Thomas Edison Life Story

Topics: Thomas Edison, Incandescent light bulb, Arc lamp Pages: 5 (1577 words) Published: October 8, 2014
Thomas Edison, The Inventor
Thomas Alva Edison was arguably one of the world’s most influential and unique people to ever walk on this Earth. Thomas Edison is most commonly thought of to be an inventor; the inventor of the electric light bulb, the phonograph, and the first motion-picture studio and machine. Because of Edison’s unique childhood, he was able to become a successful entrepreneur and create many inventions that made a big impact on America. Thomas Edison was born on February 11, 1847, in Milan, Ohio. Thomas was the last of the seven children to be born from Nancy and Samuel Edison. Thomas’s father, Samuel, was a political activist who had been exiled from Canada, and his mother was a school teacher. In his first year of life, he lost part of his hearing due to a severe case of scarlet fever. At the age of seven, Thomas and his family moved to Port Huron, Michigan, where he attended school for a mere 12 weeks. However, his mother pulled him out because his teacher thought he was difficult since he got distracted easily. His mother decided to teach him herself at home (Thomas Edison Biography). At the age of twelve, Edison’s parents allowed Thomas to get a job on the railroad. He sold newspaper to the passengers along the Grand Trunk Railroad line. Being at the station, he was exposed to the news bulletin that was sent to office at the station each day. From this, he began writing his own newspaper, called the Grand Trunk Herald. Working at the railroad also allowed him to conduct chemical experiments. He set up a laboratory in a train baggage car. But, when one of Thomas’s experiments resulted into a chemical fire, he was kicked off the train and was forced to sell newspapers at different stations along the route. As it turned out, getting kicked off of the train might have been a good thing. While selling newspapers one afternoon, a three-year-old child was in danger of getting hit by an errant train. Edison recused the child, and for a reward, the child’s father taught Thomas Edison how to operate a telegraph. Edison was fifteen at the time, and for the next five years of his life, he traveled through the Midwest as a telegrapher, subbing for the men that were serving in the Civil War. Any spare time he had, he spent reading, studying, and experimented with the telegraph, and he became familiar with electrical science(Ron Kurtus). Edison moved to Louisville, Kentucky when he was nineteen to work at the Associated Press. He worked the night shifts, which meant he could spend the day experimenting and reading. As technology advanced however, telegraph receivers were able to start reading messages by the sound of clicks. Since Thomas Edison was hearing impaired, he was left with less opportunities to find employment. Without a job, Edison returned back home in 1868, where he found his father jobless and his mother suffering from a mental illness. Realizing he must take control, he traveled to Boston, the center of science and culture of America at the time(Adkins ). While in Boston, Edison got a job at the Western Union Company. In his spare time, he was able to invent and patent an electronic voting recorder, which was able to quickly tally up votes in the legislature. However, the lawmakers were not interested because they didn’t want to tally up the votes quickly they wanted the time to change their minds. Since this was a flop, he decided to move to New York City in 1869. The move to New York was the starting point of Thomas Edison, the inventor. “He developed his first invention, an improved stock ticker, the Universal Stock Printer, which synchronized several stock tickers' transactions. The Gold and Stock Telegraph Company was so impressed, they paid him $40,000 for the rights. Edison was only 22 years old. With this success, he quit his work as a telegrapher to devote himself full-time to inventing” (Thomas Edison Biography). With the money he received from the stock ticker, he was able to open up...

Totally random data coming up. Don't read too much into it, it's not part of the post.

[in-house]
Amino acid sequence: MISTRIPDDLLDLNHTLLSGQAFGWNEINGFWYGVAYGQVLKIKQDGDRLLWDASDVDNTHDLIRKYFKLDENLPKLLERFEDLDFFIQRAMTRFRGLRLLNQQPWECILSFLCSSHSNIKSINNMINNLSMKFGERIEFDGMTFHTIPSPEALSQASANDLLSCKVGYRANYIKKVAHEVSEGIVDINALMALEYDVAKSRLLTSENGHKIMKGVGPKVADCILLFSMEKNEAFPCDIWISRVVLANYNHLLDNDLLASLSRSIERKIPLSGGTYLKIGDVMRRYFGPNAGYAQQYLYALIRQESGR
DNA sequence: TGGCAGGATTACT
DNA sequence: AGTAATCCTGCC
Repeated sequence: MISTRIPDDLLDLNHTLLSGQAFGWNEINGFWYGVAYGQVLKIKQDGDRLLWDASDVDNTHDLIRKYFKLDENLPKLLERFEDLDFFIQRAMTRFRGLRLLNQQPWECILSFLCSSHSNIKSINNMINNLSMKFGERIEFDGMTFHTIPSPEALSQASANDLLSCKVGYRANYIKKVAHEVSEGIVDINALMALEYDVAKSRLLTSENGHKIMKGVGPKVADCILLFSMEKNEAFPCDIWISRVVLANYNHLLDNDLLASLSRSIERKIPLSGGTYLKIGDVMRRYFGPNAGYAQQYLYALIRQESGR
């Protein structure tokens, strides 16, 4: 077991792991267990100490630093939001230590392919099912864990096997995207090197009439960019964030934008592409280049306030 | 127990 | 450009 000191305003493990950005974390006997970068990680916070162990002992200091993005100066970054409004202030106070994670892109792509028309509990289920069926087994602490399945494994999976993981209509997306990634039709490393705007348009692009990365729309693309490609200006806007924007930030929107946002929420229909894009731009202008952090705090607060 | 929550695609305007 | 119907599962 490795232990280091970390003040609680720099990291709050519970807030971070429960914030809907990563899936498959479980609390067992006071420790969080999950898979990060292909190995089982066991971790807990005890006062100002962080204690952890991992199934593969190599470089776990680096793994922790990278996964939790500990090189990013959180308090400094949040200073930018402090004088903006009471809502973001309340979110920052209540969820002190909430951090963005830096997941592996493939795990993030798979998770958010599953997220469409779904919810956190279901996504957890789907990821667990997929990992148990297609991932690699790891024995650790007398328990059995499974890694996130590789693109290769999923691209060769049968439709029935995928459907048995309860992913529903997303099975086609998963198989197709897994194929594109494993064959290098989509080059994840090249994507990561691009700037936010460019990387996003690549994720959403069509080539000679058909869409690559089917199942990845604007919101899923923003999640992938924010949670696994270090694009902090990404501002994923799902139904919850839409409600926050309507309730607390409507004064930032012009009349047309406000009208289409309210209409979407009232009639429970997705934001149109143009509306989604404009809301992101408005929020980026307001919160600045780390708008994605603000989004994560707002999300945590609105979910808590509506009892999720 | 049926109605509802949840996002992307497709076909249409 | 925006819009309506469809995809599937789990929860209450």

Cited: Ron Kurtus, . N.p.. Web. 7 Jan 2014.
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